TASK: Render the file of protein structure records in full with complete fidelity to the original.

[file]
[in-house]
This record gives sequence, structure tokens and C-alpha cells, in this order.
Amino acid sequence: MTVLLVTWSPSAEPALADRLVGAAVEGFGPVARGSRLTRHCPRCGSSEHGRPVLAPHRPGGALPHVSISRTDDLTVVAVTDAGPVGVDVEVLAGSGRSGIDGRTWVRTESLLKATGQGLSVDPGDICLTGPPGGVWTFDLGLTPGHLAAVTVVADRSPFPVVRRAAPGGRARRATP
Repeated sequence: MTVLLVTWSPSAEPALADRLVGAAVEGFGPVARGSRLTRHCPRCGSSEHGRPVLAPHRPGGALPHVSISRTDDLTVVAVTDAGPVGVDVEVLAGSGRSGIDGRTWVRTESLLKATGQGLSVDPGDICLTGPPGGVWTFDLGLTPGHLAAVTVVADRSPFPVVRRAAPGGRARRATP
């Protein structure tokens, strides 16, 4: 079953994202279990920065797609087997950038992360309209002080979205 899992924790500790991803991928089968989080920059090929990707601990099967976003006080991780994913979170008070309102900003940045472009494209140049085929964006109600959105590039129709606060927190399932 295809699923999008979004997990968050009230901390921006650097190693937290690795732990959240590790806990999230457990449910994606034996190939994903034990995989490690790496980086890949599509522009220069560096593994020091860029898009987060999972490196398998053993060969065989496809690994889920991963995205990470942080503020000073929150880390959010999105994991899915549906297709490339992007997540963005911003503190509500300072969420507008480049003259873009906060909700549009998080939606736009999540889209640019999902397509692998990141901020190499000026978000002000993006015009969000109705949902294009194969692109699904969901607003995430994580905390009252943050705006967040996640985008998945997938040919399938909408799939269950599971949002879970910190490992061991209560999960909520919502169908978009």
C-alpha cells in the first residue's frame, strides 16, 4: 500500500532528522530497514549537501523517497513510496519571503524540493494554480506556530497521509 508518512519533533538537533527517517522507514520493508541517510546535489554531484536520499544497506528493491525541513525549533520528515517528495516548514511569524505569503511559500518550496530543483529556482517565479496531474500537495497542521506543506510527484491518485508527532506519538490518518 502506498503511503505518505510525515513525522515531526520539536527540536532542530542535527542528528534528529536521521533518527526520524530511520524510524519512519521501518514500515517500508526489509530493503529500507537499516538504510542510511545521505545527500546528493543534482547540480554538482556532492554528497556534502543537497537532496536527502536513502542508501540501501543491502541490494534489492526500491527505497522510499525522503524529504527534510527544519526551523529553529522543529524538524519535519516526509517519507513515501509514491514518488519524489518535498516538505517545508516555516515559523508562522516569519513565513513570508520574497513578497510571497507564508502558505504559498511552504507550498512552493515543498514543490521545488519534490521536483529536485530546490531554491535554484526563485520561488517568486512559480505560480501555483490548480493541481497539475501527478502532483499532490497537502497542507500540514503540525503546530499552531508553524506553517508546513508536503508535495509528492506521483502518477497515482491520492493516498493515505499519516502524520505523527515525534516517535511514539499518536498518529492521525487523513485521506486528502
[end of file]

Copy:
[in-house]
This record gives sequence, structure tokens and C-alpha cells, in this order.
Amino acid sequence: MTVLLVTWSPSAEPALADRLVGAAVEGFGPVARGSRLTRHCPRCGSSEHGRPVLAPHRPGGALPHVSISRTDDLTVVAVTDAGPVGVDVEVLAGSGRSGIDGRTWVRTESLLKATGQGLSVDPGDICLTGPPGGVWTFDLGLTPGHLAAVTVVADRSPFPVVRRAAPGGRARRATP
Repeated sequence: MTVLLVTWSPSAEPALADRLVGAAVEGFGPVARGSRLTRHCPRCGSSEHGRPVLAPHRPGGALPHVSISRTDDLTVVAVTDAGPVGVDVEVLAGSGRSGIDGRTWVRTESLLKATGQGLSVDPGDICLTGPPGGVWTFDLGLTPGHLAAVTVVADRSPFPVVRRAAPGGRARRATP
């Protein structure tokens, strides 16, 4: 079953994202279990920065797609087997950038992360309209002080979205 899992924790500790991803991928089968989080920059090929990707601990099967976003006080991780994913979170008070309102900003940045472009494209140049085929964006109600959105590039129709606060927190399932 295809699923999008979004997990968050009230901390921006650097190693937290690795732990959240590790806990999230457990449910994606034996190939994903034990995989490690790496980086890949599509522009220069560096593994020091860029898009987060999972490196398998053993060969065989496809690994889920991963995205990470942080503020000073929150880390959010999105994991899915549906297709490339992007997540963005911003503190509500300072969420507008480049003259873009906060909700549009998080939606736009999540889209640019999902397509692998990141901020190499000026978000002000993006015009969000109705949902294009194969692109699904969901607003995430994580905390009252943050705006967040996640985008998945997938040919399938909408799939269950599971949002879970910190490992061991209560999960909520919502169908978009």
C-alpha cells in the first residue's frame, strides 16, 4: 500500500532528522530497514549537501523517497513510496519571503524540493494554480506556530497521509 508518512519533533538537533527517517522507514520493508541517510546535489554531484536520499544497506528493491525541513525549533520528515517528495516548514511569524505569503511559500518550496530543483529556482517565479496531474500537495497542521506543506510527484491518485508527532506519538490518518 502506498503511503505518505510525515513525522515531526520539536527540536532542530542535527542528528534528529536521521533518527526520524530511520524510524519512519521501518514500515517500508526489509530493503529500507537499516538504510542510511545521505545527500546528493543534482547540480554538482556532492554528497556534502543537497537532496536527502536513502542508501540501501543491502541490494534489492526500491527505497522510499525522503524529504527534510527544519526551523529553529522543529524538524519535519516526509517519507513515501509514491514518488519524489518535498516538505517545508516555516515559523508562522516569519513565513513570508520574497513578497510571497507564508502558505504559498511552504507550498512552493515543498514543490521545488519534490521536483529536485530546490531554491535554484526563485520561488517568486512559480505560480501555483490548480493541481497539475501527478502532483499532490497537502497542507500540514503540525503546530499552531508553524506553517508546513508536503508535495509528492506521483502518477497515482491520492493516498493515505499519516502524520505523527515525534516517535511514539499518536498518529492521525487523513485521506486528502